Immunofluorescence assays

To visualize tight junctions, focal adhesions and F-actin formation, cells were attached to glass coverslips coated with 10 μg/ml fibronectin. The cells were washed once in PBS, fixed for 10 min in 3.7% formaldehyde, permeabilized for 20 min at room temperature with 0.2% Triton X-100, washed in PBS, and blocked for 30 min at room temperature in 1% bovine serum albumin in PBS. After incubation for 1 h with a ZO-1 (#13663, 1:1000, Cell Signaling) or paxillin (PM1071, 1:500, ECM Biosciences, USA) antibody, the cells were washed in PBS and incubated for 1 h with FITC-conjugated anti-mouse antibodies and TRITC-labeled phalloidin (P1951, 1:2000, Sigma-Aldrich) in PBS. the cells were washed with PBS and stained with DAPI to visualize the nuclei, and coverslips were mounted on the slides. Images were captured with an Olympus DP30BW digital camera and processed using MetaMorph version 7.1 (Universal Imaging, Media, PA).

Enzyme-linked immunosorbent assay (ELISA) for VEGF

The VEGF concentration was assayed in the culture medium using a Human VEGF ELISA Kit (Abcam, UK) according to the manufacturer’s instructions. Cell culture medium was collected and supplemented with 2% fetal bovine serum before being stored at −20 °C to maintain the stability of VEGF. All reagents and standards were freshly prepared and added during the assay as instructed by the manufacturer. The concentration of VEGF was measured by the color intensity of the solution using a microplate reader (Spectra Max i3X, Molecular Devices, USA) at 450 nm and 570 nm. The readings at 570 nm were subtracted from the readings at 450 nm to allow the correction of optical imperfections. The VEGF concentration was determined by comparing the corresponding readings with those of the standard curve using known concentrations of VEGF. Each experiment was performed in triplicate and repeated three times to assess the reproducibility of the results.

Tubule network formation assay

To examine the paracrine effect of VEGF on RPE cells, the transwell assay system was used. In detail, 1.2 × 105 HRMECs were seeded in M199 medium supplemented with 1% FBS in the lower chamber of the transwell compartment coated with growth factor-reduced Matrigel (Corning, NY, USA) in 24-well plates. Then, 1 × 106 RPE cells were seeded in the upper chamber of the transwell compartment (0.4 μm pore size, Corning, NY, USA) coated with 0.1 mg/ml bovine fibronectin. After 18 h, tube networks were observed under bright field microscopy, and the relative tube area was analyzed using ImageJ software.

Quantification and statistical analysis

Statistical analysis was carried out using Windows Microsoft Excel 2013. Statistical differences between two experimental groups were calculated using the unpaired two-tailed Student’s t-test. A significance level of p < 0.05 was used throughout the study.

Results

The loss of TXNIP constitutes a major cause of the oxidative stress-induced suppression of RPE cell proliferation

To elucidate the role of TXNIP in RPE cells under chronic oxidative stress, the cytotoxic effect of H2O2 was first determined. Human ARPE-19 cells were treated with various concentrations of H2O2 for 48 h. As shown in Supplementary Fig. 1a, no apoptotic (or cytotoxic) effect was observed with a concentration of H2O2 up to 0.25 mM. We next addressed whether TXNIP expression in RPE cells is regulated under oxidative stress. Treatment with H2O2 (0.25 mM), a noncytotoxic concentration, rapidly and markedly abrogated the level of TXNIP (Fig. 1a, b) and resulted in a significant decrease in the proliferation in ARPE-19 cells (Fig. 1c). Consistent with decreased proliferation, the expression of cell cycle regulators such as cyclin A and cyclin D1 was reduced in H2O2-treated ARPE-19 cells (Fig. 1d). To determine whether the loss of TXNIP by H2O2 is involved in the reduction in RPE cell proliferation, we generated TXNIP knockdown RPE cell lines by the lentivirus-mediated transduction of a TXNIP-specific shRNA (shTXNIP) (Supplementary Fig. 1b). We found that the knockdown of TXNIP significantly decreased the proliferation of ARPE-19 cells (Fig. 1e). Consistent with these results, a marked reduction in cyclin A and cyclin D1 was also observed in TXNIP-depleted ARPE-19 cells, whereas the expression of a cyclin-dependent kinase inhibitor 1 (p21Cip1/Waf1) was increased (Fig. 1f). These results indicated that the loss of TXNIP by oxidative stress reduces RPE cell proliferation.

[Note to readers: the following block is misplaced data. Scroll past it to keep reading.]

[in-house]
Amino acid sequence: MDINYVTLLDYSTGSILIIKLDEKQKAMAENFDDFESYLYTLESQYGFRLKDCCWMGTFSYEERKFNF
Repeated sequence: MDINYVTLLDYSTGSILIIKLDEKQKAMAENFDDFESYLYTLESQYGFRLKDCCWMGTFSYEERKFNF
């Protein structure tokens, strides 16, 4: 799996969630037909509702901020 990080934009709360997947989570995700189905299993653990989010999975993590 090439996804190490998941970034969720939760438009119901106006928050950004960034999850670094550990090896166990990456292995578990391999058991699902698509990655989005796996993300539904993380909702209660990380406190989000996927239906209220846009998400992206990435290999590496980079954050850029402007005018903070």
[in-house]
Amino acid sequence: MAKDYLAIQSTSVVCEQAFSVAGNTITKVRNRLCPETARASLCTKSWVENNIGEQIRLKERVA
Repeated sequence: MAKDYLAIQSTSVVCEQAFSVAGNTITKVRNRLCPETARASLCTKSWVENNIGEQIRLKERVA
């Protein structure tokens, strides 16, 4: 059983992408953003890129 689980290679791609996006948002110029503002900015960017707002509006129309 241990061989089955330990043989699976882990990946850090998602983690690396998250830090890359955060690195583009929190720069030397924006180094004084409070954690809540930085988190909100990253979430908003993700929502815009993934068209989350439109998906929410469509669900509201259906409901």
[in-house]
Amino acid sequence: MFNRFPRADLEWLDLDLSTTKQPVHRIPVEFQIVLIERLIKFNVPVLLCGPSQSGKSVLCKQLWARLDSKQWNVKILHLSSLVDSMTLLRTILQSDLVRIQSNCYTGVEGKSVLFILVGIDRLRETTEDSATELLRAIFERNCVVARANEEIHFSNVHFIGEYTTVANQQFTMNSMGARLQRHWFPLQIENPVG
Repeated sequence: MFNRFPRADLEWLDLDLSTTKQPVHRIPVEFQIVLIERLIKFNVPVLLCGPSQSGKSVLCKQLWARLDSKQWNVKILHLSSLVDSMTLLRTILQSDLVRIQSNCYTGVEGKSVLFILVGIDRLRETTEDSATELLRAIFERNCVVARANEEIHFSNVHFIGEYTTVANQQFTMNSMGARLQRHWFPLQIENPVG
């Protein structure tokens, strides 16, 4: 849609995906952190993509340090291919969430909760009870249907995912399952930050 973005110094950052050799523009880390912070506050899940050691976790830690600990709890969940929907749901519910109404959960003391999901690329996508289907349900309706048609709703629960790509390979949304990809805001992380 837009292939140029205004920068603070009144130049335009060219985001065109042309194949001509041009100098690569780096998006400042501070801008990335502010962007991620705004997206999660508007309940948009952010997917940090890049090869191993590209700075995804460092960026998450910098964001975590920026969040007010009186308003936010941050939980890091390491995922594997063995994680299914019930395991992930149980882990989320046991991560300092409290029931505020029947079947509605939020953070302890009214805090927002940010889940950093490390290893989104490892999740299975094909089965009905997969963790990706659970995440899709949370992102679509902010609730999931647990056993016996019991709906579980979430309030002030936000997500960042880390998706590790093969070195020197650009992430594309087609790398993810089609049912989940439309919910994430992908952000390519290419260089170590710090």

Fig. 1: Oxidative stress significantly reduces TXNIP expression and the suppression of RPE cell proliferation.
figure 1

a ARPE-19 cells were treated with the indicated concentration of H2O2 for 4 h. The cells were lysed and subjected to western blotting for the indicated antibodies. b ARPE-19 cells were stimulated with 0.25 mM H2O2 for the indicated times. c MTT assay of the viability of ARPE-19 cells after treatment with H2O2 compared with that of ARPE-19 cells not treated with H2O2. The results shown are representative of three independent experiments. d ARPE-19 cells were treated with the indicated concentration of H2O2 for 4 h. The cells were lysed and subjected to western blotting for the indicated antibodies. e ARPE-19 cells were treated with 0.25 mM H2O2 for the indicated time periods. Cell proliferation was assessed by the Wst-1 assay. The results shown are representative of three independent experiments. f Immunoblot analysis of cell cycle-related markers in shTXNIP cells. β-Actin was used as an internal loading control.*p < 0.05; **p < 0.01. The error bars indicate the SEM